It is from this judgment that defendants appeal.
1. Dominion's petition and affidavit setting forth the amount of the debt, that there had been a default, and that Dominion was entitled to attorney fees, 3
were not pierced by defendants' affidavit. When motion for summary judgment is made and supported, the adverse party may not rest upon mere allegations or denials of his pleadings, but his response, by affidavits or as otherwise provided must set forth specific facts showing there is a genuine issue for trial. Civil Practice Act 56 (e) (Code Ann. 81A-156 (e)); Sasser & Co. v. Griffin, 133 Ga. App. 83
, 85 (210 SE2d 34
). It is the duty of each party to present his case in full at the hearing on motion for summary judgment. Williams v. Trust Co. of Ga., 140 Ga. App. 49
, 57 (1976).
2. Failure to fund money or lend to a principal additional sums does not operate to discharge guarantors from liability for the amount which was actually advanced by the lender. Keiley v. Cleage, 150 Ga. 215 (103 SE 167) (1920)
(s.c. 25 Ga. App. 510 (103 SE 806) (1920)
). Two provisions of the guaranty and indemnity agreement executed by Colodny, Feldman and Delta Equities preclude them from claiming a discharge on grounds of improper funding. Paragraph 3 of the agreement provides in part: "The liability of the undersigned shall not be impaired, altered or otherwise affected by . . . any extension of credit in excess of the amount of this guaranty (if any). . . ." Paragraph 9 reads: "Nothing herein shall be construed as an obligation on the part of the Trust to advance funds." Having thus consented to the foregoing, the guarantors can not now complain. Greene v. Bank of Upson, 231 Ga. 287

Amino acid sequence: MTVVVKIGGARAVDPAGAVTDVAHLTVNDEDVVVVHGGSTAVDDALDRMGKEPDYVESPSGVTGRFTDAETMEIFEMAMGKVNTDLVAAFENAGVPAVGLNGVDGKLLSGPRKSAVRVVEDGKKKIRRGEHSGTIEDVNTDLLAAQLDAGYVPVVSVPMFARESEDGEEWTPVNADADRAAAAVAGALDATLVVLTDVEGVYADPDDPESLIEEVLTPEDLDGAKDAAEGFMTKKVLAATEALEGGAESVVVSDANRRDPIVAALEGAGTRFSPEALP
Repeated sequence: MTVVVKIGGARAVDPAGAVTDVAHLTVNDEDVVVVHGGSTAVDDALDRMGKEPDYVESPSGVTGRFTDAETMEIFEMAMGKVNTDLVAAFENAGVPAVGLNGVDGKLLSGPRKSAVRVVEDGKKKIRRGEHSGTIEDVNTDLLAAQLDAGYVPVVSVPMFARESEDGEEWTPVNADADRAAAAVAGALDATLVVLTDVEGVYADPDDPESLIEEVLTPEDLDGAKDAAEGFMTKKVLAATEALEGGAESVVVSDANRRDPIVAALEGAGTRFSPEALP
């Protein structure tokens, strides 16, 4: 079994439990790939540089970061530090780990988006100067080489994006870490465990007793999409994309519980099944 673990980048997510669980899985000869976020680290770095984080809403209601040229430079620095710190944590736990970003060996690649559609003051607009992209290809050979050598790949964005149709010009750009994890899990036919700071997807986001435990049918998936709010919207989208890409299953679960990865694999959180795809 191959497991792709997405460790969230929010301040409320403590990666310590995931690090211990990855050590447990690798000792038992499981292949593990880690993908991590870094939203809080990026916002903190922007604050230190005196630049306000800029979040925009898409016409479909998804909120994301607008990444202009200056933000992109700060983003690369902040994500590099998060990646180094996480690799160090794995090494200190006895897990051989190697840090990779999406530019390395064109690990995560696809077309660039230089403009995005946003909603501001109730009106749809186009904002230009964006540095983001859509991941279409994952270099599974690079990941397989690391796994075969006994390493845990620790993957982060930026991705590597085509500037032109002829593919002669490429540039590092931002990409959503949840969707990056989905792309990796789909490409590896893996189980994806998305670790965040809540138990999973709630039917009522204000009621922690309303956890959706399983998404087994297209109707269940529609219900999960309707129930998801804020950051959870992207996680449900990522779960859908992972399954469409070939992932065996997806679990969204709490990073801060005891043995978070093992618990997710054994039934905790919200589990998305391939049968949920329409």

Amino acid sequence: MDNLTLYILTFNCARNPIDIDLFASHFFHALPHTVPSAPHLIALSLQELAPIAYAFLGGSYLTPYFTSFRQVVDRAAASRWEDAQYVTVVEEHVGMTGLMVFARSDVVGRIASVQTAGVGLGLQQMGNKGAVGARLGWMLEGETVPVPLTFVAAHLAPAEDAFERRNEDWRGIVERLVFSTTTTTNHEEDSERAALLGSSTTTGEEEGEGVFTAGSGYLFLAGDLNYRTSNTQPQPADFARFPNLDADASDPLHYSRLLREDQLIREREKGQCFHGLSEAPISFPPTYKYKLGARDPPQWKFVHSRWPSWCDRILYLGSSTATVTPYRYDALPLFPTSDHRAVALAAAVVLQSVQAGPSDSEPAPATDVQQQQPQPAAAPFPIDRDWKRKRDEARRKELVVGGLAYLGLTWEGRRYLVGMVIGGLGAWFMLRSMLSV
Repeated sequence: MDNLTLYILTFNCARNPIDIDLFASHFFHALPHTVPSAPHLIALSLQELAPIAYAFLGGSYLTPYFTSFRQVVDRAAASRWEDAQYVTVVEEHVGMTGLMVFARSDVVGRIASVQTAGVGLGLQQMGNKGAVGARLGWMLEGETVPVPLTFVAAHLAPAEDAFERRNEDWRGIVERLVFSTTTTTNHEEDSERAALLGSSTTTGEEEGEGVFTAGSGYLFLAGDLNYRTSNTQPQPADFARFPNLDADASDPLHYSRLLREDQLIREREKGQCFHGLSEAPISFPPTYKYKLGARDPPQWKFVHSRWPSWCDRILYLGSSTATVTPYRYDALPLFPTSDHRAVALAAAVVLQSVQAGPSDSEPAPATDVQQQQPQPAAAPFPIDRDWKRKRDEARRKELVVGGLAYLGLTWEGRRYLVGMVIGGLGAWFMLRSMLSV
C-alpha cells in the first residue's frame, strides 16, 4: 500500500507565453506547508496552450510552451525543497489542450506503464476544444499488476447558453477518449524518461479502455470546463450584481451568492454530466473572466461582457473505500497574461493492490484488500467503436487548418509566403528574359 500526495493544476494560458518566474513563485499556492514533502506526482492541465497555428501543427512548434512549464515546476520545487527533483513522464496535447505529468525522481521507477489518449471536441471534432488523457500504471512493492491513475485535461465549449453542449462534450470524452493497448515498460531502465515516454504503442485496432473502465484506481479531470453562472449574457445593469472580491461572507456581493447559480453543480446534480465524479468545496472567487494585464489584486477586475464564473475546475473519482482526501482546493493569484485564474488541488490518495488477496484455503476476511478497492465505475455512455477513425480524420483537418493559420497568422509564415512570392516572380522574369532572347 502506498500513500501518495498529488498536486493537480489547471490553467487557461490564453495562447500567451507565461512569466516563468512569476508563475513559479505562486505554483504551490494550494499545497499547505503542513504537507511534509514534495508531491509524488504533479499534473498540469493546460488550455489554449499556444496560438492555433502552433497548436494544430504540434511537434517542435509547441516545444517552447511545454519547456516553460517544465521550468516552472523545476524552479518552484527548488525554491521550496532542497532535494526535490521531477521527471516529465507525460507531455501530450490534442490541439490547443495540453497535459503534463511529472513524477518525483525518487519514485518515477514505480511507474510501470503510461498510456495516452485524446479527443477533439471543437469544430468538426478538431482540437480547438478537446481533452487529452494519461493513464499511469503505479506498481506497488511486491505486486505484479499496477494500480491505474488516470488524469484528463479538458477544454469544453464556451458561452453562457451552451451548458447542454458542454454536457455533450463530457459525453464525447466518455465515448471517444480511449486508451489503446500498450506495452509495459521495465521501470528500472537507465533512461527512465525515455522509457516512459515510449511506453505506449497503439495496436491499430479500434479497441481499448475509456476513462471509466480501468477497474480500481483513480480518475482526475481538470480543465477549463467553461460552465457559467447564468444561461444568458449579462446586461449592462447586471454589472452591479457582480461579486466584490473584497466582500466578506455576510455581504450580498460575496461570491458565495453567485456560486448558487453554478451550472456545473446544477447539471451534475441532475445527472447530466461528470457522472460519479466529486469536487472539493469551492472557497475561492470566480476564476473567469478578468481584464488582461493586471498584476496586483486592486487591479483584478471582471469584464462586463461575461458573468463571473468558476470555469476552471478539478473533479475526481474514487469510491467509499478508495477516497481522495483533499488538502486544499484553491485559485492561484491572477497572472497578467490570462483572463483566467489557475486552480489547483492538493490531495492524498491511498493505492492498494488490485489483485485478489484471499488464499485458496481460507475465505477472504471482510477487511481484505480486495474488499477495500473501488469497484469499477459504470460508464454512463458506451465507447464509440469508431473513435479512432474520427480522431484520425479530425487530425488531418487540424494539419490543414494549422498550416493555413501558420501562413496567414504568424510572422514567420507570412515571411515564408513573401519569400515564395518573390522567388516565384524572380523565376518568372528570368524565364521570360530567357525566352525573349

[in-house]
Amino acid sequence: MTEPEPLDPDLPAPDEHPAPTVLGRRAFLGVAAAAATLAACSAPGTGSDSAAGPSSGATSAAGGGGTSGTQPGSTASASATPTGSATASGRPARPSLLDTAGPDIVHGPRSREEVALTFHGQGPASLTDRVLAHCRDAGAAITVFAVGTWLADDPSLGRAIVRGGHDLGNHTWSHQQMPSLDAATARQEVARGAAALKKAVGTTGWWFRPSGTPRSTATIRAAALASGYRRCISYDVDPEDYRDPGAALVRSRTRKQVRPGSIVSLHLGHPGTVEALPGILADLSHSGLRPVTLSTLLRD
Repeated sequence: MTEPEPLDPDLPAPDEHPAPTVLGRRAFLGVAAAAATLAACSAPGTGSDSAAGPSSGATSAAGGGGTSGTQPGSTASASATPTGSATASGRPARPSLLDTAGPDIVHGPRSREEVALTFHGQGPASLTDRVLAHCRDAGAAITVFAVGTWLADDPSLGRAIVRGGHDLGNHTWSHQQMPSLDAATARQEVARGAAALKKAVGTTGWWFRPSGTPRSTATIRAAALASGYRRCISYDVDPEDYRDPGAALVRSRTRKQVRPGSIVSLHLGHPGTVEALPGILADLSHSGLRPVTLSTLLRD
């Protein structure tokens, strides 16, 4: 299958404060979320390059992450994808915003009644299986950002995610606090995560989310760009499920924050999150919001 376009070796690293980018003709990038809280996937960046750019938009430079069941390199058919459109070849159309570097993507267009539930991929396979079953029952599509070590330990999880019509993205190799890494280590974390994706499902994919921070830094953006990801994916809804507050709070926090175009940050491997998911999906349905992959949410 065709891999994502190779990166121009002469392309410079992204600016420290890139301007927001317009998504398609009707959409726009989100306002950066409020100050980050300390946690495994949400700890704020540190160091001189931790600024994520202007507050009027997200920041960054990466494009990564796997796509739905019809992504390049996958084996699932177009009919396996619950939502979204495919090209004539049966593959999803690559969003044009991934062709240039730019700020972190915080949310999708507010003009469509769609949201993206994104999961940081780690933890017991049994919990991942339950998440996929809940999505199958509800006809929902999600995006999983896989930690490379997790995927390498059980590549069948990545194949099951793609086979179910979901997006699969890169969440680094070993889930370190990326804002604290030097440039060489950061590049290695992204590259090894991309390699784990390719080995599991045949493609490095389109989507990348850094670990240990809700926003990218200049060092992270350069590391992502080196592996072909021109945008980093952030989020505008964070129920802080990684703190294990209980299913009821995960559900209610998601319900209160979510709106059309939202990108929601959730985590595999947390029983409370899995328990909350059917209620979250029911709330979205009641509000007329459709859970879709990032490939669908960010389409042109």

, 288 (201 SE2d 463
) (1973). "A surety or guarantor may consent in advance to a course of conduct which would otherwise result in his discharge." Dunlap v. C & S DeKalb Bank, 134 Ga. App. 893
, 896 (4) (216 SE2d 651
3. There was no material modification of the note or the guaranty agreement. The amount shown on the note was "$2,700,000," on page 1 of the loan agreement "$2,700,000," on the guaranty agreement "$2,700,000," and the "amendment to loan agreement" which defendants claim "discharged" them was simply to change the figure on the second page thereof to correctly show and conform the amount to that of the other documents.
4. An extension of the time of payment for an indefinite period of time, as claimed by the defendants, does not discharge a surety. The guaranty contract itself provides in paragraph 3 that the liability of the guarantors "shall not be impaired, altered or otherwise affected . . . by any renewal, extension, or modification . . . ." As we held in Overcash v. First Nat. Bank, 115 Ga. App. 499
, 502 (155 SE2d 32
) (1967), " 'A surety is not discharged by any act of the creditor or obligee to which he consents. Consent may be given . . . in advance, as at the time the contract of suretyship is entered into.' " See Hemphill v. Simmons, 120 Ga. App. 823
, 826 (172 SE2d 178
We find no merit in appellant's contentions.
Kilpatrick, Cody, Rogers, McClatchey & Regenstein, Tim Carssow, for appellee.